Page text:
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August 13, 2017 12:19 pm

Embarrassed to Be Israeli or Jewish?

avatar by Jeremy Rosen

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The Western Wall in Jerusalem. Photo: Wikimedia Commons.

This week, I met someone who had just returned from a trip to the Greek islands. He told me that he kept meeting Israelis who confided that they were embarrassed to be identified as Israelis, and preferred to hide it. I have heard similar stories many times over the years — of Israelis who try to hide their identities, or avoid wearing any outward signs that might give them away, because to be identified as Israeli is uncomfortable.

At the same time, I have also heard more and more stories of Jews trying to hide the fact that they are Jews.

I was brought up in era where one was expected to be a Jew at home, and a good citizen in public — not to stand out in a crowd; to hide rather than expose. It was an era of excessive conformity. I was always instructed not to wear a yarmulke in public, but a hat or school cap. Religion was a private affair — like sex. You did not speak about it in polite company.

Things began to change very slowly with black immigration into post-war Britain. If other minorities could not hide their appearance, then — I thought — why should I? So, for the first time, I wore my kipa wherever I went — and have done so to this day.

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But then, I am a very committed Jew — a rabbi, to boot — so why wouldn’t I wear my Judaism on my sleeve? After all, every single Haredi man is instantaneously recognizable, and they are now found all around the world. Furthermore, the number of Haredim who have been assaulted, I venture, is relatively few.

So what is all this hiding about?

Israel as a political state was founded predominantly (though not by any means exclusively) by Eastern European socialists and Marxists, and semi-assimilated Middle European refugees. They hoped to set up a secular, liberal paradise without rabbis or religious coercion. Many identified Judaism with the ghetto, and wanted it to have no place in their brave new world. The secular kibbutz was the perfect paradigm of the New Israel.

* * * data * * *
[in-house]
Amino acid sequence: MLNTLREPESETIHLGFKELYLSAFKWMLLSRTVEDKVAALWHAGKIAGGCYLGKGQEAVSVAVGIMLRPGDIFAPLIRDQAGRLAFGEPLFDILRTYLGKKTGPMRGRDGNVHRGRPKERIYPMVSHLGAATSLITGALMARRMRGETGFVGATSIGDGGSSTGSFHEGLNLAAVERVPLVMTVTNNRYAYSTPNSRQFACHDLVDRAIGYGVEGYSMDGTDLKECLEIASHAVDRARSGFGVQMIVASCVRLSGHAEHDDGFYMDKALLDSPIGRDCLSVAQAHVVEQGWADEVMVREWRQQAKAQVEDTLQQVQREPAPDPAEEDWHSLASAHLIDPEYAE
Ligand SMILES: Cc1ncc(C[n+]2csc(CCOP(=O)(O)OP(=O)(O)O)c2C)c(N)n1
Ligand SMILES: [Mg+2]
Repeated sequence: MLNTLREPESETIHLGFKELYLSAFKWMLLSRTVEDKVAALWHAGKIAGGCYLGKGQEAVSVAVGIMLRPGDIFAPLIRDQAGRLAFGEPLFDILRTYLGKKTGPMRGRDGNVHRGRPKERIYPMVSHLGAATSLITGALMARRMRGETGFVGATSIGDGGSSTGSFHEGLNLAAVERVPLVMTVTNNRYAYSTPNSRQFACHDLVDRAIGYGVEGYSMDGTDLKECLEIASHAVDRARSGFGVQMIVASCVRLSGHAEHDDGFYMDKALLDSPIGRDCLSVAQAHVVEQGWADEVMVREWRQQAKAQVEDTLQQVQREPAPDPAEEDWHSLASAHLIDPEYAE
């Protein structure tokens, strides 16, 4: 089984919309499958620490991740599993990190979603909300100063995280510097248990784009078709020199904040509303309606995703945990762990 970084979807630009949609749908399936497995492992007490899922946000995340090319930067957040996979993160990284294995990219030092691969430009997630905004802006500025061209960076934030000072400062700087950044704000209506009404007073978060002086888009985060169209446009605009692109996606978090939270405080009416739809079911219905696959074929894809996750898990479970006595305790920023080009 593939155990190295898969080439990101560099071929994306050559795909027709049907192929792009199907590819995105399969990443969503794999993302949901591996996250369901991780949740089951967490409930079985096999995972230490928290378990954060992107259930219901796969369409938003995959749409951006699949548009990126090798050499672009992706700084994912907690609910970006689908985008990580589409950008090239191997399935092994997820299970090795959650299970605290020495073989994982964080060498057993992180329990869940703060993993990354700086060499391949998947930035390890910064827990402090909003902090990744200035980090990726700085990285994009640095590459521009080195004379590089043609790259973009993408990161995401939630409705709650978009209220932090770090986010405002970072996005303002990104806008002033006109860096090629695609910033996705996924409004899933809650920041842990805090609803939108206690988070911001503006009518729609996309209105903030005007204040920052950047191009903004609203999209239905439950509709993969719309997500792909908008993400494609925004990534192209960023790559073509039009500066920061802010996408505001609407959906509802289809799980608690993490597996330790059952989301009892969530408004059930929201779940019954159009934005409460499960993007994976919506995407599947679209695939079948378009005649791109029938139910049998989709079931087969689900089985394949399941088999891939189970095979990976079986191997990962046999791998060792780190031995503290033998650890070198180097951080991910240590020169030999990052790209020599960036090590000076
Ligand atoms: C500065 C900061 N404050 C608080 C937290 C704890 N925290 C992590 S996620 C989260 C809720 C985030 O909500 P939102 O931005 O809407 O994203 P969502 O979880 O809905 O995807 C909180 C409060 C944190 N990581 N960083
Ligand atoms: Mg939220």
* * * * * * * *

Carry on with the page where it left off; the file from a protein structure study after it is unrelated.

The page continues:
When I first set foot in Israel in 1957, I was spat at for wearing a kippah in Haifa. I was told that there was no need to keep Shabbat anymore in Tiberias, and that Judaism had no future in Tel Aviv. It was enough to be an Israeli living in Israel. So said Ben Gurion.

Why, then, am I not surprised if some of these people’s descendants hate religion, hate Israel, hate settlers, hate rabbis and even hate the very idea of a Jewish state?

And in the Diaspora, what about those Jews who were already detached from Judaism when their immigrant parents struggled to make a living amongst the tenements and slums — and jettisoned anything that might hold them back? Or those who desperately wanted to be accepted by the aristocratic, moneyed classes? So what if they had to give up some of their Judaism along the way?

There were substitutes: secular Zionism, giving money to Israel, Holocaust memorials, historical Judaism, secular Judaism. All legitimate — but fashions that had their moments, then faded for lack of a coherent, identifiable lifestyle.

Haven’t we always lost the greater part of our numbers — from Joshua to this very day — except when we were forced to be kept together by our enemies? Yet we, as a people, survived. Didn’t the Bible already tell us that we would be the smallest of all nations? As my father liked to say, “The individual Jew might disappear, but the people won’t.”

The fact is that for all the intermarriage — scary as it is — and all the defection and disillusionment, Judaism has never been stronger. Never before have we had so many people really educated in Jewish scholarship of all sorts, so many studying Torah full-time, so many young men in kippot fighting to protect our homeland. Jews are occupying the highest positions in society and government, sitting in the boardrooms of the largest companies, heading the largest firms in Israel and the Diaspora — and all proud to be wearing kippot in public. It was not this way 50 or 100 years ago.

We beat ourselves up. That’s our nature. Perhaps it is the conditioning of the Day of Atonement. But I am so proud and happy to be a Jew at this time in history, and I don’t care who knows it. Of course, I regret that so many Jews and Israelis want to leave. But good luck to them. They must do what they feel is necessary. I have always preferred quality to quantity, and I am more optimistic about our future than I have ever been in my entire life.

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  • Mark

    Pride in being Jewish goes hand in hand as Rabbi Jeremy Rosen wisely remarks in identifying yourself as Jewish. The attitude that was popularized in particular by the German-Jewish adage, be a Jew at home and a man in the street, is a dangerous evasion of exactly what it means to be a Jew. It also implies a responsibility however, since identifying publicly as a Jew, means that one is responsible for the image of the Jew in the eyes of non-Jews. Particularly at this moment of crisis in American social responsibility where the hatred and fear of segments of the American public has burst into violence, one has to be willing to identify and to behave so as to expose the nonsense of these dangerous stereotypes.

    Mark

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